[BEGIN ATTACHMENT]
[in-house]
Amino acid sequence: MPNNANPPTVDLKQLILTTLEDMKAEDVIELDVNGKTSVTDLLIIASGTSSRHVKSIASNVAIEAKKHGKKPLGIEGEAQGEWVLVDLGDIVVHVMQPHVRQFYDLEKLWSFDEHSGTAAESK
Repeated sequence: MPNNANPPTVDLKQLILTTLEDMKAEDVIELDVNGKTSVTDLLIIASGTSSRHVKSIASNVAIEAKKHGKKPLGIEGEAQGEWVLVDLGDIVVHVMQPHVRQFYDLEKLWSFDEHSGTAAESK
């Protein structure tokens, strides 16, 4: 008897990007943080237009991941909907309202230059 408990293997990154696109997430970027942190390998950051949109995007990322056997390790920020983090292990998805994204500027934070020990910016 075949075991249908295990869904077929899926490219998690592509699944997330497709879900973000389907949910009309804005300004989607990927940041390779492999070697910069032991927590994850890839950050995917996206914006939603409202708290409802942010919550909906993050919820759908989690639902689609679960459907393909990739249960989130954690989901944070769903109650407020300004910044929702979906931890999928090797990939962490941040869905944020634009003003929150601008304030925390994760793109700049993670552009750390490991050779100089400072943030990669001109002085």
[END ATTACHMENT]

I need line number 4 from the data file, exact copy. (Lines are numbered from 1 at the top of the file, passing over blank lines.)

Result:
């Protein structure tokens, strides 16, 4: 008897990007943080237009991941909907309202230059 408990293997990154696109997430970027942190390998950051949109995007990322056997390790920020983090292990998805994204500027934070020990910016 075949075991249908295990869904077929899926490219998690592509699944997330497709879900973000389907949910009309804005300004989607990927940041390779492999070697910069032991927590994850890839950050995917996206914006939603409202708290409802942010919550909906993050919820759908989690639902689609679960459907393909990739249960989130954690989901944070769903109650407020300004910044929702979906931890999928090797990939962490941040869905944020634009003003929150601008304030925390994760793109700049993670552009750390490991050779100089400072943030990669001109002085």